CHICAGO, June 16, 2013 /PRNewswire/ -- SHRM -- O.C. Tanner, the leading global provider of strategic employee recognition solutions, is launching Yearbook at the SHRM 2013 Conference in Chicago.
Yearbook, a suite of tools that have been designed to create memorable experiences and personalized keepsakes, integrates printed brochures, web technologies, and certificates. The Yearbook offering helps companies provide employees with a keepsake, celebrating an individual's career anniversary with unique, year-specific messaging and personalized comments and photos from their managers.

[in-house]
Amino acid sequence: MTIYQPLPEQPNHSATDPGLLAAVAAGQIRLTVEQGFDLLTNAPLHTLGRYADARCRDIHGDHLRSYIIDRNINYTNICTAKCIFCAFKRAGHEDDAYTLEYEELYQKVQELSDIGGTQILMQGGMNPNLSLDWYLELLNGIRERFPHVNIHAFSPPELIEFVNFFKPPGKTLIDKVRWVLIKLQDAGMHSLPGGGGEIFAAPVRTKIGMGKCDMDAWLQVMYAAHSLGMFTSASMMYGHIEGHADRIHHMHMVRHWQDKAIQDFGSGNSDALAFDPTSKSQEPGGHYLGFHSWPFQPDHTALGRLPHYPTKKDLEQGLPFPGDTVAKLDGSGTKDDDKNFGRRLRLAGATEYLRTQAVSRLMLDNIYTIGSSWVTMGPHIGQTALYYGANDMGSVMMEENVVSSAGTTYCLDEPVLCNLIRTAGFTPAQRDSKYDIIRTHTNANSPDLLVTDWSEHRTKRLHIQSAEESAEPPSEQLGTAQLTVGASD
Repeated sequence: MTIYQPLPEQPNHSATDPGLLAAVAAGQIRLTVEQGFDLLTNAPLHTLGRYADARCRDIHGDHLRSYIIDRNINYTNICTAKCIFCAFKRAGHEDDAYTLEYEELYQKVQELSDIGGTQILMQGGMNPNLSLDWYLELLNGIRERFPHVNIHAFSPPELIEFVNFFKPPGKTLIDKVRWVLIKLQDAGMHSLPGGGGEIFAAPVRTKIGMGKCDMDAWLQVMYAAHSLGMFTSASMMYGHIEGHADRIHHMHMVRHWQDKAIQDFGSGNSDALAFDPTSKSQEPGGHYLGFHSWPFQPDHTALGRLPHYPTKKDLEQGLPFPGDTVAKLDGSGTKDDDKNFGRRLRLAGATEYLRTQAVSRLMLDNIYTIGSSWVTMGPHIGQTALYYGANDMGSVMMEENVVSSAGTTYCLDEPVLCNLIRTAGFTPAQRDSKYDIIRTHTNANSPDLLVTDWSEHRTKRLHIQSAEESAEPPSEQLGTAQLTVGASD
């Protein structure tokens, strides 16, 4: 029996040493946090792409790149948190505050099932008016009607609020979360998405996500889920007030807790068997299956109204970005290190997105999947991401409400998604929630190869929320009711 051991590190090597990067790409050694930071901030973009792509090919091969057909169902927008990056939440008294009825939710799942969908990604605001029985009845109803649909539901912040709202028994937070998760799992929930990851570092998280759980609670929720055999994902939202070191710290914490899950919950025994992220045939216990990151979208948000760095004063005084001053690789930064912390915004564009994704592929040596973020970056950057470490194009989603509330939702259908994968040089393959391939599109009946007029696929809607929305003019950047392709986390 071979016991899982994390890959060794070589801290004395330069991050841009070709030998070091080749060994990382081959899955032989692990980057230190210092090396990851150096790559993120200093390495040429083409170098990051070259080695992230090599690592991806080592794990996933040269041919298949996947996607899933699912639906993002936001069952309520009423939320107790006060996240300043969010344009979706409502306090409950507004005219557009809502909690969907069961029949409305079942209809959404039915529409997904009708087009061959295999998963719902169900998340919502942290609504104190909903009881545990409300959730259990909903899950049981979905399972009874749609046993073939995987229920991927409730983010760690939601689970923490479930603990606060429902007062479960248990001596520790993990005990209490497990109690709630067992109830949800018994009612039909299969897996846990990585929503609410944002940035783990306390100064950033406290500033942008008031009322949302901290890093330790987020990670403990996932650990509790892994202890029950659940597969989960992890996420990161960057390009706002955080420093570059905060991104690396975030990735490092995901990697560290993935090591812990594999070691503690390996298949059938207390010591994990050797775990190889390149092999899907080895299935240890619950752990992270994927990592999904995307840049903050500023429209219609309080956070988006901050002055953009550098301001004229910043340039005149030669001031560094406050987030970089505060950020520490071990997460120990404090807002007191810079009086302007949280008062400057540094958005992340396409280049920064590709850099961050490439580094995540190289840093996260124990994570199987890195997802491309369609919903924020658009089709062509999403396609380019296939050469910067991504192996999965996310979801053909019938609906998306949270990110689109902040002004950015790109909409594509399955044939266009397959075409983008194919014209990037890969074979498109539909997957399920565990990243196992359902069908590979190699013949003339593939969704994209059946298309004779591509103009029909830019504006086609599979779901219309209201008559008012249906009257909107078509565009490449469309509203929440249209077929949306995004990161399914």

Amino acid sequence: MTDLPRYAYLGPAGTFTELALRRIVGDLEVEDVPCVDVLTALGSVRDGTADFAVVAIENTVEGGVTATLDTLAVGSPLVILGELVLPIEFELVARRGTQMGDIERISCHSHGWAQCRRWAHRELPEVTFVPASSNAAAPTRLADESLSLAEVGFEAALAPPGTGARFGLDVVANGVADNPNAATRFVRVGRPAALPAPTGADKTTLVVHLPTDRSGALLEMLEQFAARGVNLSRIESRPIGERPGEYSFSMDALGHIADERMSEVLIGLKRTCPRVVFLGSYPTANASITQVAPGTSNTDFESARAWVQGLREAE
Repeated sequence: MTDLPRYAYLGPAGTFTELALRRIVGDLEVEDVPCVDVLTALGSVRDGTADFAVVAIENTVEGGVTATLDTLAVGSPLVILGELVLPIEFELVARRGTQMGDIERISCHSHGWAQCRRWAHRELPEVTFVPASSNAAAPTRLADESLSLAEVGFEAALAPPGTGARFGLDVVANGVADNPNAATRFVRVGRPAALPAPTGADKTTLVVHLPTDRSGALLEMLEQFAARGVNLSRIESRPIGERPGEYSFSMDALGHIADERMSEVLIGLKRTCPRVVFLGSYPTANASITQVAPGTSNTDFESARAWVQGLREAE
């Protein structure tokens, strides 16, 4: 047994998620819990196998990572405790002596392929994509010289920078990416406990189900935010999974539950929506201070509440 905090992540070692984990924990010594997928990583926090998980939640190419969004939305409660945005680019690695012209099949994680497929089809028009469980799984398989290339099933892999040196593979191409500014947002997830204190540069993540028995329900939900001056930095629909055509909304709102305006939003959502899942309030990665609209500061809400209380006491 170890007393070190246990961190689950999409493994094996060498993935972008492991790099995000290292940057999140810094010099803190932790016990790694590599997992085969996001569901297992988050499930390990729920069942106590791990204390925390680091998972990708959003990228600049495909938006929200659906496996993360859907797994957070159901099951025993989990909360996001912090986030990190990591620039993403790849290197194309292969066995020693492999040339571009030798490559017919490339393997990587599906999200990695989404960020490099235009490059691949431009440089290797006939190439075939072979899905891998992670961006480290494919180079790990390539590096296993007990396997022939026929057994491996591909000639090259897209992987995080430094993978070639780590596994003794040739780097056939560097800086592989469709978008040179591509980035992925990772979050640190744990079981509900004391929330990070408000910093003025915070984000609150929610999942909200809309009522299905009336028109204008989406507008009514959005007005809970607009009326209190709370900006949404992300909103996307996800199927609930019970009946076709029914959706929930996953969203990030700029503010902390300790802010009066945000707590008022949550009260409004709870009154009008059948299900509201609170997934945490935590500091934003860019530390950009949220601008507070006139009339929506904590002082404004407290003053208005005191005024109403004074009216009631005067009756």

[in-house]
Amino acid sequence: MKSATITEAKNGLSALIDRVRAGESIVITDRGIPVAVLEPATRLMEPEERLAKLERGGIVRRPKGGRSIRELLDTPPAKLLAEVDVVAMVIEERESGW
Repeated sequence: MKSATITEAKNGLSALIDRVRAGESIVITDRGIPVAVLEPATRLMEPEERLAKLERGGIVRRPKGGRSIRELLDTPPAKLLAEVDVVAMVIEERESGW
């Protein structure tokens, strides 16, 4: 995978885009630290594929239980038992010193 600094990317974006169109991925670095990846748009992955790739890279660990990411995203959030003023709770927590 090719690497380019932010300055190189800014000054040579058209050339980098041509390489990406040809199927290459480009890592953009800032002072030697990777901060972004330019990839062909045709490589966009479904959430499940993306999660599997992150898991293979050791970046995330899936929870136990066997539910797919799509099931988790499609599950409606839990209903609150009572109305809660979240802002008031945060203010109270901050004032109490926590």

For more about Yearbook, watch the O.C. Tanner Celebrate Careers video here ."Our research and our experience shows that what people feel and experience at a 5-year anniversary, is very different than their mindset at 25 years," explains O.C. Tanner's President and CEO Dave Petersen. "Yearbook is exciting for us as it helps organizations honor and celebrate every individual and every achievement in a highly personalized and memorable way. The individual feels highly valued, which in turn deepens their commitment and loyalty to their organization." In conjunction with The Cicero Group, O.C. Tanner has conducted a major qualitative study to identify employees' reactions to milestone recognition throughout their careers. The results of this study show that personalized attention, career celebrations and on-going recognition for achievements have a significant impact on the long-term career growth of an employee, as well as on employee retention. Ultimately, this makes a significant impact on the company's revenue and bottom-line profits. In early experience with Yearbook, companies have loved the ability to create a personalized keepsake book of 2–24 pages complete with personalized photos and messages from managers, individuals and teams, to coincide with web and social media integration. The customized Yearbook can also serve as a highly personalized and treasured means of offering an employee their choice of personalized gift options that stand far beyond the experience of receiving a standardized catalog from which they can select their choice of commemorative "gift."